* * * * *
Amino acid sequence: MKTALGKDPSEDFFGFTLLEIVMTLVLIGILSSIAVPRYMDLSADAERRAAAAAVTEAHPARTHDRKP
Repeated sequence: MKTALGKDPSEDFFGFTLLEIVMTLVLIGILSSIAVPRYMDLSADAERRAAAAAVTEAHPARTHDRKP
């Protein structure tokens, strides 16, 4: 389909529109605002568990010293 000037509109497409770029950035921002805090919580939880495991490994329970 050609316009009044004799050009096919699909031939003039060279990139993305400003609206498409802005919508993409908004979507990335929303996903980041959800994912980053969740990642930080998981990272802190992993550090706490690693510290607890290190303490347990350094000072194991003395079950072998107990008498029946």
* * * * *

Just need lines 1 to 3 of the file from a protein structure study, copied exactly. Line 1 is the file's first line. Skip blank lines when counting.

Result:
Amino acid sequence: MKTALGKDPSEDFFGFTLLEIVMTLVLIGILSSIAVPRYMDLSADAERRAAAAAVTEAHPARTHDRKP
Repeated sequence: MKTALGKDPSEDFFGFTLLEIVMTLVLIGILSSIAVPRYMDLSADAERRAAAAAVTEAHPARTHDRKP
């Protein structure tokens, strides 16, 4: 389909529109605002568990010293 000037509109497409770029950035921002805090919580939880495991490994329970 050609316009009044004799050009096919699909031939003039060279990139993305400003609206498409802005919508993409908004979507990335929303996903980041959800994912980053969740990642930080998981990272802190992993550090706490690693510290607890290190303490347990350094000072194991003395079950072998107990008498029946």